VCAT decision about whether IP addresses are 'personal information'

Key takeaways:
  • Section 3 of the Privacy and Data Protection Act 2014 (VIC) (Victorian Privacy Act) defines ‘personal information’, as follows:
'personal information means information or an opinion (including information or an opinion forming part of a database), that is recorded in any form and whether true or not, about an individual whose identity is apparent, or can reasonably be ascertained, from the information or opinion, but does not include information of a kind to which the Health Records Act 2001 applies’
  • In the recent case of GMW v Victoria Legal Aid (Human Rights) [2022] VCAT 922 (GMV), VCAT has considered whether an IP address constitutes personal information for the purposes of the Victorian Privacy Act.
  • In GMV, Member A Smith held that:
‘an IP address, in these circumstances, does not constitute personal information about GMW but information about his ISP or possibly (but unlikely) his device. I do not consider that the IP address recorded by the chat Service and included in the FOI version of the transcript could constitute personal information. It is, instead, information about an ISP or a device’ (at [42])
  • Member A Smith reflected that this decision had been reached on the basis that:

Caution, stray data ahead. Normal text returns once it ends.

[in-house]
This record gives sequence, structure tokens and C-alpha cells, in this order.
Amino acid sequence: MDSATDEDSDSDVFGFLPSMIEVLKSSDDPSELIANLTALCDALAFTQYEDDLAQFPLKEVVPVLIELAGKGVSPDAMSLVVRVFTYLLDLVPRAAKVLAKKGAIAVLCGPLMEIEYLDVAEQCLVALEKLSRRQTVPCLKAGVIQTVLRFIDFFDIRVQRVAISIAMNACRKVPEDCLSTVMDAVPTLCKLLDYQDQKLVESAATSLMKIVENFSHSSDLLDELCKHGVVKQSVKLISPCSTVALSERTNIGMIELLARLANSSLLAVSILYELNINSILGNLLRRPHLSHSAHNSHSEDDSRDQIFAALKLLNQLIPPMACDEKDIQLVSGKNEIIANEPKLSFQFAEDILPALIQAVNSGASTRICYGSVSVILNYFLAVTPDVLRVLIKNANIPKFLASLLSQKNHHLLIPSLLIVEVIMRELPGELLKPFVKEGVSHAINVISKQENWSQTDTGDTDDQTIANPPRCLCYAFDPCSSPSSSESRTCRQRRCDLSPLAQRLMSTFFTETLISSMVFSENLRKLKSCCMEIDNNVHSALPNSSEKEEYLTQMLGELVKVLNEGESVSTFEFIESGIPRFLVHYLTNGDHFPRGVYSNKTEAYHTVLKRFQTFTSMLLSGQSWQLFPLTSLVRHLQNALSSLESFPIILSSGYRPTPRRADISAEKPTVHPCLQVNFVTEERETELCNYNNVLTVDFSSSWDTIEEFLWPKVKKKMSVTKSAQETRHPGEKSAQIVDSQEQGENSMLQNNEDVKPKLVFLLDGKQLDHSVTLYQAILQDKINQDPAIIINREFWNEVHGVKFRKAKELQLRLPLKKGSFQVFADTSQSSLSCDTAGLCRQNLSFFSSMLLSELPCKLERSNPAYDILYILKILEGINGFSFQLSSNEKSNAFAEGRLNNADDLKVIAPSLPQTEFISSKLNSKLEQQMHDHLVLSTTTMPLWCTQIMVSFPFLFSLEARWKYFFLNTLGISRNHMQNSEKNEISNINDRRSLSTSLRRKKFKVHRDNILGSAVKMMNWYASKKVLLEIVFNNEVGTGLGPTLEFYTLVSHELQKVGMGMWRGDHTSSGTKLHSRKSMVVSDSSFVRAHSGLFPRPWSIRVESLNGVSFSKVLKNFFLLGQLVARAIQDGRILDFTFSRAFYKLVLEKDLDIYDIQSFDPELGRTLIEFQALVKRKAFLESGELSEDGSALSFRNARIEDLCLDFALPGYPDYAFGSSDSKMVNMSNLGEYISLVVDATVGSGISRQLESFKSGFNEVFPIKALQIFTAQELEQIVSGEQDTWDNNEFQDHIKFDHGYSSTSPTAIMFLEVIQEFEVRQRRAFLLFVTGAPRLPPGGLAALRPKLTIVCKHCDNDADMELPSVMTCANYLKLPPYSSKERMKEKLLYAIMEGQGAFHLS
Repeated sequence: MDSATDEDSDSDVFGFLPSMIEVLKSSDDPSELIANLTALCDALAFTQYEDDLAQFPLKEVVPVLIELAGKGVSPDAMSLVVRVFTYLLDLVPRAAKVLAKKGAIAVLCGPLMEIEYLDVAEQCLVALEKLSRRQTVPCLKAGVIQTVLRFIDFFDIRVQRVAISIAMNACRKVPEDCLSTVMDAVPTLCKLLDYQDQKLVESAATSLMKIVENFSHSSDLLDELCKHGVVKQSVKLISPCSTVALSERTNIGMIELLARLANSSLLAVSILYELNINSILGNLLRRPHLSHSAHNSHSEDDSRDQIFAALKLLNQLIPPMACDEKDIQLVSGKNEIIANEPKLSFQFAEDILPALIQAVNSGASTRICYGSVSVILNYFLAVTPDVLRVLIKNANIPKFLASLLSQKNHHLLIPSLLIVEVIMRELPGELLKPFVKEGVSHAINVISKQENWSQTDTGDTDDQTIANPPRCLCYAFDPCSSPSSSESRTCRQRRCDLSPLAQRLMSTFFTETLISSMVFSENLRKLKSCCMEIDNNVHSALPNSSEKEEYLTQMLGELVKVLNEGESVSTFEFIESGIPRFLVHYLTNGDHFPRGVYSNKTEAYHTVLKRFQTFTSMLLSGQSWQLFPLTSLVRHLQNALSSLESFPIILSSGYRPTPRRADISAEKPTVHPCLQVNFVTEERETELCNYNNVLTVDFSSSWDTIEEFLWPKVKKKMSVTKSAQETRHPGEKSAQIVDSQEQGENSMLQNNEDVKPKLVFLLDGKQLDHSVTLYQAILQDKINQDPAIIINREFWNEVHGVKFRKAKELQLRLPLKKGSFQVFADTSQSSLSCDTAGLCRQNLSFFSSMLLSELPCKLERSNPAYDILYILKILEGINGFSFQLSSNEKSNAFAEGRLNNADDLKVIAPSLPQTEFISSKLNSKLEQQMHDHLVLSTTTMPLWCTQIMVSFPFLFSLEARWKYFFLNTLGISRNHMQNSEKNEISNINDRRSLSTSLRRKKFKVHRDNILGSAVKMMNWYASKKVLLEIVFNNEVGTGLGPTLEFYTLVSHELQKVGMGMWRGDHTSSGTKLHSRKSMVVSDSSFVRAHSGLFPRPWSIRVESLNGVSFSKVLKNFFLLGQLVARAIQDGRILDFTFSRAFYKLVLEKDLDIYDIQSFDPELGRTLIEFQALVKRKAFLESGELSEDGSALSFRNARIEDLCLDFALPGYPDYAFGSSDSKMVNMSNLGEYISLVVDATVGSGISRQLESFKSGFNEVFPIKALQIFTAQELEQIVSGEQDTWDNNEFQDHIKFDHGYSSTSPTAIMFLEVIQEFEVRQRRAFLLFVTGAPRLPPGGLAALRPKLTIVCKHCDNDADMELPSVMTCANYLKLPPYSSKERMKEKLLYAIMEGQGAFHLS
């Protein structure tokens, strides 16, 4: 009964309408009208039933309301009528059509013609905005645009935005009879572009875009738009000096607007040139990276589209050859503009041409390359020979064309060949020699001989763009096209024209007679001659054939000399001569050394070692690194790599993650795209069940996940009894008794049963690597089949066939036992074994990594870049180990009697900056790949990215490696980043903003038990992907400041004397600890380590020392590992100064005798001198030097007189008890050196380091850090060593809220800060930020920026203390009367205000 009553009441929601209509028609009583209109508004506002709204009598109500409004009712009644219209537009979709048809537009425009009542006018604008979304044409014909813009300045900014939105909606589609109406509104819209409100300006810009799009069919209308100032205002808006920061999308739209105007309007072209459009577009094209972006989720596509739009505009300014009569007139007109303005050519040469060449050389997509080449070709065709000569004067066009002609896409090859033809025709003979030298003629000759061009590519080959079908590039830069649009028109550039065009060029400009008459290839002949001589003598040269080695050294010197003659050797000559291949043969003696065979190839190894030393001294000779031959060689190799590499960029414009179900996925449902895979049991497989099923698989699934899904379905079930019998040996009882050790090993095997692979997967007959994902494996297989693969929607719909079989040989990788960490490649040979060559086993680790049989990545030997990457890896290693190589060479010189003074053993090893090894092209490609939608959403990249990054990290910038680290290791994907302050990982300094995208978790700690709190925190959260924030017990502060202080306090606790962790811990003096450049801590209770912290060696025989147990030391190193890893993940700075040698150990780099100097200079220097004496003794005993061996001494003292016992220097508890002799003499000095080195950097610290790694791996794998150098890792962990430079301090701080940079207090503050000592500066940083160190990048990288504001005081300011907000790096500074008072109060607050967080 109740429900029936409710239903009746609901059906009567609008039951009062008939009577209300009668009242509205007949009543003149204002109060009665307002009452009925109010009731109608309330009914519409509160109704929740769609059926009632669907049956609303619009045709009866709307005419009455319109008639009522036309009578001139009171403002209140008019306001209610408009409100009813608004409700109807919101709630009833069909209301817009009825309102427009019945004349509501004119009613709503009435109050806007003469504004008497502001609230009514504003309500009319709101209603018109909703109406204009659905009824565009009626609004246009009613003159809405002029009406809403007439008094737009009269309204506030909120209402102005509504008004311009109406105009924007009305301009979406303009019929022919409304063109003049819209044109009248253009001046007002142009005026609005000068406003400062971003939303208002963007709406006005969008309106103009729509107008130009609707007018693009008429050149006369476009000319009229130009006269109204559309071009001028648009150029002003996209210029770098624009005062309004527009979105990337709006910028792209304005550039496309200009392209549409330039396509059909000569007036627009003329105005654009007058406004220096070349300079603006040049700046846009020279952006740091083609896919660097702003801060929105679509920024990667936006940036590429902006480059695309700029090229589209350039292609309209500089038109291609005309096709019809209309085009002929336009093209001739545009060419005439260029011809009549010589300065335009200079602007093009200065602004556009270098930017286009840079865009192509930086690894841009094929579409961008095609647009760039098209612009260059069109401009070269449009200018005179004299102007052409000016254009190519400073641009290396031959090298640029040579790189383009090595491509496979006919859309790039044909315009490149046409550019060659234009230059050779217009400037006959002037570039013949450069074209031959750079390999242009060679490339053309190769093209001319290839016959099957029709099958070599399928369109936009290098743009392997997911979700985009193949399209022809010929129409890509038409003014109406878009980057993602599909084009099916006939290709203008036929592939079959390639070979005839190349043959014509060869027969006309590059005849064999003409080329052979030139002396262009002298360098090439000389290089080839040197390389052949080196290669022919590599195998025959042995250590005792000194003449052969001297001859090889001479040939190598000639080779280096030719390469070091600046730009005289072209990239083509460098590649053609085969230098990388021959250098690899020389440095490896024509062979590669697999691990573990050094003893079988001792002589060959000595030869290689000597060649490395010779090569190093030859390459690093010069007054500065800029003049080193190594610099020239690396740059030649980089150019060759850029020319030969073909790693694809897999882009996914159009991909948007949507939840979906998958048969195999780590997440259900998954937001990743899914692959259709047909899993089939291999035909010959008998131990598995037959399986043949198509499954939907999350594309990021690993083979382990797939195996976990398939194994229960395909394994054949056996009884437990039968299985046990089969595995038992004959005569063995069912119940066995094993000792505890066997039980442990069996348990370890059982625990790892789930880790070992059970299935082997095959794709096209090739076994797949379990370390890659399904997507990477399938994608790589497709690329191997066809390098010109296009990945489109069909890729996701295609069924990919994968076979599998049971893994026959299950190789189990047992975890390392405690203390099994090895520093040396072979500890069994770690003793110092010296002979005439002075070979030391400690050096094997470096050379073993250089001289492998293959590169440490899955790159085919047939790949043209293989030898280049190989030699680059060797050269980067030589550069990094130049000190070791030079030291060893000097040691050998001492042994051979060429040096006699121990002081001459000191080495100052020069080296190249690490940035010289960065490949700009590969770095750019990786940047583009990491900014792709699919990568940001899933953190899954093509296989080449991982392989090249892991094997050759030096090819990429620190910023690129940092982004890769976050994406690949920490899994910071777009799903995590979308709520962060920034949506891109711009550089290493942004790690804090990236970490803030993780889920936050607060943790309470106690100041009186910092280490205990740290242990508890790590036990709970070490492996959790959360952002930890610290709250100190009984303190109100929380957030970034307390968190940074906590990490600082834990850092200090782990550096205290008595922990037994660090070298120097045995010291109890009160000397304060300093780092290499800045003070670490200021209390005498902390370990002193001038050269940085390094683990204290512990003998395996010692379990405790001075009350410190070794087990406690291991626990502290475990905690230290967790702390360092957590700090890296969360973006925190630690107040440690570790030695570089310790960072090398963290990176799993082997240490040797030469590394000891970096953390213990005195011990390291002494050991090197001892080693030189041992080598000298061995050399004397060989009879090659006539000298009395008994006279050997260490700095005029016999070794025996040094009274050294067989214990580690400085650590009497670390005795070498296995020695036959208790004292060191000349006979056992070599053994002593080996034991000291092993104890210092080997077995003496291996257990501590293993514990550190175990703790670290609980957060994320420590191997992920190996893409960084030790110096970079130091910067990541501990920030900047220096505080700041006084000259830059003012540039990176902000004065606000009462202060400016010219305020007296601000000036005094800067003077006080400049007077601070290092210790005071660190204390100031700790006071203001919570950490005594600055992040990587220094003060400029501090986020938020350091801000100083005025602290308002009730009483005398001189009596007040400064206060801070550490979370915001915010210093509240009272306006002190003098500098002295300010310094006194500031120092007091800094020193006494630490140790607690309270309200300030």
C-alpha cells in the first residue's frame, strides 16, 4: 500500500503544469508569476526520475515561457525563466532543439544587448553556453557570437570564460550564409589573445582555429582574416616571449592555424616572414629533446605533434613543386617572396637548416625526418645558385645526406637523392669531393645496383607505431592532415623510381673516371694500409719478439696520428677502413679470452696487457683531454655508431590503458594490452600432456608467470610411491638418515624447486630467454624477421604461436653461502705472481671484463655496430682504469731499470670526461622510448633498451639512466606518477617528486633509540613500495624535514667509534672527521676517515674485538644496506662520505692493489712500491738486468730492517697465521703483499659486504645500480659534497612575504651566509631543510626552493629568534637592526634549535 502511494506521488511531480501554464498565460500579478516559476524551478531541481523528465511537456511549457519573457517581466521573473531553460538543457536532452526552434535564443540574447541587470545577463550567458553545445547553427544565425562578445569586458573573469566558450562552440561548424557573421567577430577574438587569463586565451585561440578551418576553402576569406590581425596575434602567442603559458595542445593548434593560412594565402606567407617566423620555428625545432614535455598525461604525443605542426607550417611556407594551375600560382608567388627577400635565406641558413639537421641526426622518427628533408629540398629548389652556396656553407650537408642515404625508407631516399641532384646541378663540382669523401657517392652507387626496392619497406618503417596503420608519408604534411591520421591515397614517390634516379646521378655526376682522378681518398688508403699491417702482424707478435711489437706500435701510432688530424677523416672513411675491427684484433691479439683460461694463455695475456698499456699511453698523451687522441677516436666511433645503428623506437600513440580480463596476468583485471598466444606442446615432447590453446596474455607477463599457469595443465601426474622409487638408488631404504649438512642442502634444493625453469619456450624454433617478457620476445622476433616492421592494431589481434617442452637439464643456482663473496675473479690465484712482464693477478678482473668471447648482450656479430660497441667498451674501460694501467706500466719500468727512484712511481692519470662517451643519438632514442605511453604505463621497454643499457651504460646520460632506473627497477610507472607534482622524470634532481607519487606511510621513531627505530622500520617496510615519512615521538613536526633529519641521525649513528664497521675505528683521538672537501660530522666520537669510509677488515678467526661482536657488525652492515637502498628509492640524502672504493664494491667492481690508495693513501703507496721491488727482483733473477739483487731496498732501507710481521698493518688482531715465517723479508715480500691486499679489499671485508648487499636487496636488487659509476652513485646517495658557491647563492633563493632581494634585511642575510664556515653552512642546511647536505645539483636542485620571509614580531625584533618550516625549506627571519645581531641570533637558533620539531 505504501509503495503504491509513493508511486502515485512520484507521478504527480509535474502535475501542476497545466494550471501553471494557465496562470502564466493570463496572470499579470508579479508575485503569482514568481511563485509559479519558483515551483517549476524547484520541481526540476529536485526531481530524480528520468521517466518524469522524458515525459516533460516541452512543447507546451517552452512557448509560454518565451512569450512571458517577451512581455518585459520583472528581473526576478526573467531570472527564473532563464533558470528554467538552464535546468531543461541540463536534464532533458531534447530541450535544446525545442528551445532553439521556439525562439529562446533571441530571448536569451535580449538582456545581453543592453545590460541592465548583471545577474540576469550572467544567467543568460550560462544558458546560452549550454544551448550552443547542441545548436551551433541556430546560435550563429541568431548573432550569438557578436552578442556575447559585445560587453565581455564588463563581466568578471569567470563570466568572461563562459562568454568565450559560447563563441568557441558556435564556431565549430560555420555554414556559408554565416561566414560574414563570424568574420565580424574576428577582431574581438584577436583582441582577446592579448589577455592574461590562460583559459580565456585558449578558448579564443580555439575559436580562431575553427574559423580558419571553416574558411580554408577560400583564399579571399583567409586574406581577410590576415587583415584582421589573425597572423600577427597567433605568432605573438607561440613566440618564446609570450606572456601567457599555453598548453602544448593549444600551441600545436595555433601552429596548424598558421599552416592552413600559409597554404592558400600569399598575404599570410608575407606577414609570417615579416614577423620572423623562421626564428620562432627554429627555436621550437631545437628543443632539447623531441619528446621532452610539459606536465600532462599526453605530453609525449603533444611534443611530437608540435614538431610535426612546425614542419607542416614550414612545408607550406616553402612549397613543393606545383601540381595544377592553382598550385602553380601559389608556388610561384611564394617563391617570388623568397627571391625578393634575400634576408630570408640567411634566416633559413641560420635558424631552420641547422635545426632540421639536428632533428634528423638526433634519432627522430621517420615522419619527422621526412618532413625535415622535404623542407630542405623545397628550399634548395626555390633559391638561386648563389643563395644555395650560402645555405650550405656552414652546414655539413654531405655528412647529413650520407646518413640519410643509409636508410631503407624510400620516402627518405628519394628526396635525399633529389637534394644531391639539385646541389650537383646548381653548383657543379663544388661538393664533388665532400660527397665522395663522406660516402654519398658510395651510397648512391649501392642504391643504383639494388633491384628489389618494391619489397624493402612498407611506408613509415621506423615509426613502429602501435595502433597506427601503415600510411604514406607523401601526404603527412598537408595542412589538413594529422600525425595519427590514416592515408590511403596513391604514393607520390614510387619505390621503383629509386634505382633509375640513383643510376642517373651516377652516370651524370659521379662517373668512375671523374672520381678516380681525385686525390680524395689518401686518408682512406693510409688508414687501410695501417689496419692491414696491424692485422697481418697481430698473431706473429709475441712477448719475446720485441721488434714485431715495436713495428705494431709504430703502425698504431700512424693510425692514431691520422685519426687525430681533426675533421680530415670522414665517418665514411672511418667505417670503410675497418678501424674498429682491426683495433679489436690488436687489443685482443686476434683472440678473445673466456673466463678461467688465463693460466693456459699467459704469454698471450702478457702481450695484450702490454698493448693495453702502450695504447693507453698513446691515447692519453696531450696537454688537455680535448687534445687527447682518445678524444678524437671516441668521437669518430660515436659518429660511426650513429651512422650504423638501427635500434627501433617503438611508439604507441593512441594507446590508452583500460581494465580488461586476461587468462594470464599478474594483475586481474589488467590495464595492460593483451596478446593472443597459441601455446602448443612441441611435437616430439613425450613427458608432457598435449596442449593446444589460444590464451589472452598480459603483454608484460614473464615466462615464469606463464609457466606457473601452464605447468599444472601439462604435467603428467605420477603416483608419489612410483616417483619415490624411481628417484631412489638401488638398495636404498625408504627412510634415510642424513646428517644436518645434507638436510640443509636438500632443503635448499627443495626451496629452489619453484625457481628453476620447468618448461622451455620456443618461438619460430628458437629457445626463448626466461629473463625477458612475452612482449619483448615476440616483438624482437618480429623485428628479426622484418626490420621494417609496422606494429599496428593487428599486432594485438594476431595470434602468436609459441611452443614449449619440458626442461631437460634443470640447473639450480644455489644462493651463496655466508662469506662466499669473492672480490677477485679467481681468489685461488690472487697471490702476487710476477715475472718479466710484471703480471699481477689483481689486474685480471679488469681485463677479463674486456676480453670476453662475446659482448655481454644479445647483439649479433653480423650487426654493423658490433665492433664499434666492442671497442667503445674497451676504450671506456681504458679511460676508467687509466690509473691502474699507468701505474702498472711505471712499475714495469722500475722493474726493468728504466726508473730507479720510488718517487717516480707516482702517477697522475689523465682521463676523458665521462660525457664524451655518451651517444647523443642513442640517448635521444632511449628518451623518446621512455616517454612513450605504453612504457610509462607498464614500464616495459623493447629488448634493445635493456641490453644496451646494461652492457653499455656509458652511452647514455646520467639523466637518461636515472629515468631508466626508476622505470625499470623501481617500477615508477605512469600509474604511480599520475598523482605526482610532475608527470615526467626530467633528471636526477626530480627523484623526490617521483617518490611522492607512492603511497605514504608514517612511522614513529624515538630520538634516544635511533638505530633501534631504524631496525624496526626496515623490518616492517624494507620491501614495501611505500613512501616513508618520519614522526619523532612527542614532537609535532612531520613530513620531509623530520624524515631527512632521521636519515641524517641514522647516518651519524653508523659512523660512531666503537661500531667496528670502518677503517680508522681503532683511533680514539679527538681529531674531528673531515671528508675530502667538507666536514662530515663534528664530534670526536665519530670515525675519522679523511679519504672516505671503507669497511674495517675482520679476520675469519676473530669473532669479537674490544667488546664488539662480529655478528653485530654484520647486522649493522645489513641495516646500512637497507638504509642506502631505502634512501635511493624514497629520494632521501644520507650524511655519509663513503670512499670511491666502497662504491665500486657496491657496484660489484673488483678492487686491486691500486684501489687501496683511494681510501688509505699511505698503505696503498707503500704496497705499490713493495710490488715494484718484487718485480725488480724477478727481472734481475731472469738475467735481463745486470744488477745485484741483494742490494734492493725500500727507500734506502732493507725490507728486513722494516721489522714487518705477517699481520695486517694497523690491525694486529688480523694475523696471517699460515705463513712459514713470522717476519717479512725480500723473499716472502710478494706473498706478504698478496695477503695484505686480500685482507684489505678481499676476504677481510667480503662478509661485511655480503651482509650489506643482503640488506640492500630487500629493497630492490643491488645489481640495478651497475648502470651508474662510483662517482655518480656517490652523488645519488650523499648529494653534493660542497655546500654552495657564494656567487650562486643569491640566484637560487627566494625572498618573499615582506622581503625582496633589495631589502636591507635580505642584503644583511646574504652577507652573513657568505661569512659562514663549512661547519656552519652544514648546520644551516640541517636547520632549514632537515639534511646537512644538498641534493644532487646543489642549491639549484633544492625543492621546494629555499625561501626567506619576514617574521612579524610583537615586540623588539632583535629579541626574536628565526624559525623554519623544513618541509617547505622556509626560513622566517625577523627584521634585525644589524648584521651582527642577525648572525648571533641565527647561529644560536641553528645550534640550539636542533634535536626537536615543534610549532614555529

• an IP address attaches to a device, or an Internet Service Provider (ISP), rather than the user – therefore, an IP address is not ‘about an individual’; and
    • ‘the fact that in very specific circumstances and with forensic matching and sophisticated algorithms a device belonging to an individual or an ISP can be located using an IP address does not make the process or information ‘reasonably ascertainable’ such as to qualify that information as personal information’ (at [39]).
  • GMV is a thought-provoking matter, particularly in light of the current review of the Privacy Act 1998 (Cth) (Privacy Act). This is because, as noted in the Privacy Act Review Discussion Paper (October 2021), a key recommendation arising out of the ACCC’s Digital Platform Inquiry (see Recommendation 16(a) of the Digital Platforms Inquiry Final Report (June 2019)) is that the definition of ‘personal information’ in section 6 of the Privacy Act be updated to ‘clarify that it captures technical data such as IP addresses, device identifiers, location data, and any other online identifiers that may be used to identify an individual’

  • In light of the Privacy Act review, it is important for entities to be considering their collection of technical data such as IP addresses, and determining whether this information can or should be collected going forward.

Please contact us if you would like to discuss the potential reforms to the Privacy Act, or steps that you can take to ‘future-proof’ your agency’s collection and handling of IP addresses and other technical data.

By Katherine Armytage, Indi Prickett, Ben Koval